Jana Kramer
Kramer looks to parlay her on-camera experience playing Alex on the hit TV show One Tree Hill into a successful singing career. She's so serious about it, in fact, she got the director to change her One Tree Hill character into an aspiring singer, as well. Her first single, "Why Ya Wanna," is currently playing on CMT and revolves around a girl who keeps running into an ex -- one who is already over their relationship despite her reluctance to let go. It makes it to No. 34 on the songs chart this week.

Dustin Lynch
A Tennessee native -- he grew up about an hour south of Nashville -- Dustin Lynch is no stranger to the ways of Music City. Discovering Nashville's songwriting haven the Bluebird Café is what got him started, while performers like Garth Brooks and Alan Jackson inspired his style. With an authoritative voice and a stoic demeanor, he's making a strong first impression with "Cowboys and Angels," his debut single from Broken Bow records. Viewers recently voted it up to No. 7 on CMT Pure's 12-Pack Countdown, while radio listeners have run it up to No. 37 on the country songs chart.

Kip Moore
Add another Georgian to the list country newcomers. Kip Moore arrives with "Somethin' 'Bout a Truck," a feel-good summertime anthem praising stories that start out with a four-wheel drive and a farmer's field. The track is Moore's second single (after last year's "Mary Was the Marrying Kind") and has revved all the way up to No. 22 on the songs chart so far.

Thomas Rhett
Son of hit songwriter Rhett Akins ("Honey Bee," "Take a Back Road"), Thomas Rhett picked up the family trade and started out by writing "I Ain't Ready to Quit" for Jason Aldean's platinum-certified My Kinda Party album. His own music sticks close to the pickup trucks, beer and girls theme as he makes his debut with the lusty-but-silly "Something to Do With My Hands." In only its fourth week at radio, "Something to Do" is rising through No. 46.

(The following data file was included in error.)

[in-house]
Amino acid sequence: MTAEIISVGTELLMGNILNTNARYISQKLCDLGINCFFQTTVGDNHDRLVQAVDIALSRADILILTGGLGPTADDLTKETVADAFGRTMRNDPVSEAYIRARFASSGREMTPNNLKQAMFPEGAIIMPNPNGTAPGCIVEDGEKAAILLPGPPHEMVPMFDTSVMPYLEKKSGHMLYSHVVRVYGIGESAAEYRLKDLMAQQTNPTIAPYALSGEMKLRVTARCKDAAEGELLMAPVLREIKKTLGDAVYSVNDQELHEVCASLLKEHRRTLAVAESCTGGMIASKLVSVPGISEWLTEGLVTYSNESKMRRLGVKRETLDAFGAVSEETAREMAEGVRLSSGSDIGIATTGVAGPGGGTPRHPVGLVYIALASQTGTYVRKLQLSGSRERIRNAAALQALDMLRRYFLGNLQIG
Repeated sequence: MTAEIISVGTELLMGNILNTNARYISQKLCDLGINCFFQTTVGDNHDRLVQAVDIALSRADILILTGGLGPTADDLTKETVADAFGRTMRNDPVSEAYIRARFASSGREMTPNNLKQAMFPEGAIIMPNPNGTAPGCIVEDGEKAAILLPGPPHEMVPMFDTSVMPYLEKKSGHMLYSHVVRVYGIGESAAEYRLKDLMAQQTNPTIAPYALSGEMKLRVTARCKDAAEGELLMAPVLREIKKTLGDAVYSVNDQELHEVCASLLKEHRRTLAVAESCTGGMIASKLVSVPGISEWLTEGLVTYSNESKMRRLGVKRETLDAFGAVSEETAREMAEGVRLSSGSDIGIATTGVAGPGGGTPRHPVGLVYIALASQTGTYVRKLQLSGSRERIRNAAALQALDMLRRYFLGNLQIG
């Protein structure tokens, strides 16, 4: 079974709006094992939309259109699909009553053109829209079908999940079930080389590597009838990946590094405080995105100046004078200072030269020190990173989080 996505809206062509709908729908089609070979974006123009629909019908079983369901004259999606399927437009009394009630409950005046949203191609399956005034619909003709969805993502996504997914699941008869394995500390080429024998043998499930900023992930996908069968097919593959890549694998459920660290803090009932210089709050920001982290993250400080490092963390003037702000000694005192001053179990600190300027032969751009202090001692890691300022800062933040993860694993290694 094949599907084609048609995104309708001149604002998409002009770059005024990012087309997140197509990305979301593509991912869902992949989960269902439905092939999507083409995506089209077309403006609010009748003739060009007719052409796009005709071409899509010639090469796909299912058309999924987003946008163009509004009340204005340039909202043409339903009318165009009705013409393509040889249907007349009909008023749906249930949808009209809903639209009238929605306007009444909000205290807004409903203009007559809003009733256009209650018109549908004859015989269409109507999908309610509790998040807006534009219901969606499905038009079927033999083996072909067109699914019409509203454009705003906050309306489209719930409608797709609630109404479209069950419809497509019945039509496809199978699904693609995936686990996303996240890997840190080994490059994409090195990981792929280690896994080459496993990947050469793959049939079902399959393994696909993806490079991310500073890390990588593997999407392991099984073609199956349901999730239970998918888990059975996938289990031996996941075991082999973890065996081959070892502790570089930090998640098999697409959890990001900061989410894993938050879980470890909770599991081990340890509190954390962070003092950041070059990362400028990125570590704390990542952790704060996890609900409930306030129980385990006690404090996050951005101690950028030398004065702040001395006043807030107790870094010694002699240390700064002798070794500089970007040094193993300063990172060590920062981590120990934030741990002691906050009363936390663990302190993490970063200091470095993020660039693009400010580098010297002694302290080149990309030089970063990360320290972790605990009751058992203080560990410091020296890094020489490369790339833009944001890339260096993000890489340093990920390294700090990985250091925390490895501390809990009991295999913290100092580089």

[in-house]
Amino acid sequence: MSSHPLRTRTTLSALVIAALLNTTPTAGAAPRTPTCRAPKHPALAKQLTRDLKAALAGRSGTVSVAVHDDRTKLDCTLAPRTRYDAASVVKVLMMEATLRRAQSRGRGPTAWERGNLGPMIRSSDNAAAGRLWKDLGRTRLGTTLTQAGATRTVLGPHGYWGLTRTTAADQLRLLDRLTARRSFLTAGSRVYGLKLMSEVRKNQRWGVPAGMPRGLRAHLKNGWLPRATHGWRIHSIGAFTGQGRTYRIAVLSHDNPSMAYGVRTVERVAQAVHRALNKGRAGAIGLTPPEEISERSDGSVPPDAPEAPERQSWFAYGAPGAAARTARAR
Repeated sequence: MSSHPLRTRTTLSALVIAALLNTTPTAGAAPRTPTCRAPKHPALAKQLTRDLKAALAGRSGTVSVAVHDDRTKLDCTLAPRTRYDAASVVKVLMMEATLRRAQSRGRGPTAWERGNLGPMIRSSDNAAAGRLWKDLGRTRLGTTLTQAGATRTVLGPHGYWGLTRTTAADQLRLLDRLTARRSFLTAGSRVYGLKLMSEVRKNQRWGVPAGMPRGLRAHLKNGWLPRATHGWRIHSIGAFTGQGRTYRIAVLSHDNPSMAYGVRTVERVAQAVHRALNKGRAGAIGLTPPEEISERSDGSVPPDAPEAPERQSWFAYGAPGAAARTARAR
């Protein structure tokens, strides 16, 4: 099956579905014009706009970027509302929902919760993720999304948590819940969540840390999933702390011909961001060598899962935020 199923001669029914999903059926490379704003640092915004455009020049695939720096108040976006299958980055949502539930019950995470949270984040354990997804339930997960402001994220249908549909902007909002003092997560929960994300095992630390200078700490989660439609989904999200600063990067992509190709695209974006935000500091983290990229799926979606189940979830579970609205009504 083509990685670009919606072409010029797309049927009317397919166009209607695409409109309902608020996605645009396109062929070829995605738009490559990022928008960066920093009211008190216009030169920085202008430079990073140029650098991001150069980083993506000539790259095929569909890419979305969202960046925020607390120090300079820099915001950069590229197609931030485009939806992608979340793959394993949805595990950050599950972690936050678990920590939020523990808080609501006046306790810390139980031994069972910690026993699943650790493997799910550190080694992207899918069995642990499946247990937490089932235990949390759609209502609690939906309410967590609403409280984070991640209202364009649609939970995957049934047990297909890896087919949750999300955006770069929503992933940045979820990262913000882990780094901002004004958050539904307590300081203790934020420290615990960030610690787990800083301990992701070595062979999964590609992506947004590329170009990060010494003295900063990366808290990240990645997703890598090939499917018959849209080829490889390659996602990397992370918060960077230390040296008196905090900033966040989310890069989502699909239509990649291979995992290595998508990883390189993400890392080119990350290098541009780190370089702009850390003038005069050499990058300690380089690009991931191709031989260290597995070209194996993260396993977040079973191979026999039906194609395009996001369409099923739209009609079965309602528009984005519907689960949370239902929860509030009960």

Canaan Smith
Born in Virginia and educated in Nashville -- he graduated from Belmont University, just like Brad Paisley and Trisha Yearwood -- Canaan Smith makes a strong first impression with "We Got Us," a sweetly-contented tune about the power of love. Mixing his country with a little bit of laid-back beach flavor, Smith's melodies are very catchy and not always predictable. You may recognize him as a former contestant on The Amazing Race. "We Got Us" is currently at No. 49 in its fifth week on the chart.

Tyler Farr
Tyler Farr is a young singer-songwriter who really knows what he's talking about. His newest song just arrived on the country songs chart and goes by the name "Hot Mess." An upbeat number about a party girl who dances like no one's watching, plays all the boys like a fiddle and leaves her makeup all over the bathroom counter, Farr should know since he got his start as a bouncer in Broadway's famous Tootsie's Orchid Lounge. The Missouri native figured that if he showed up every night and kept asking, eventually they would let him onstage, and he was right. Maybe the same strategy will work with your local country station and some of these new songs.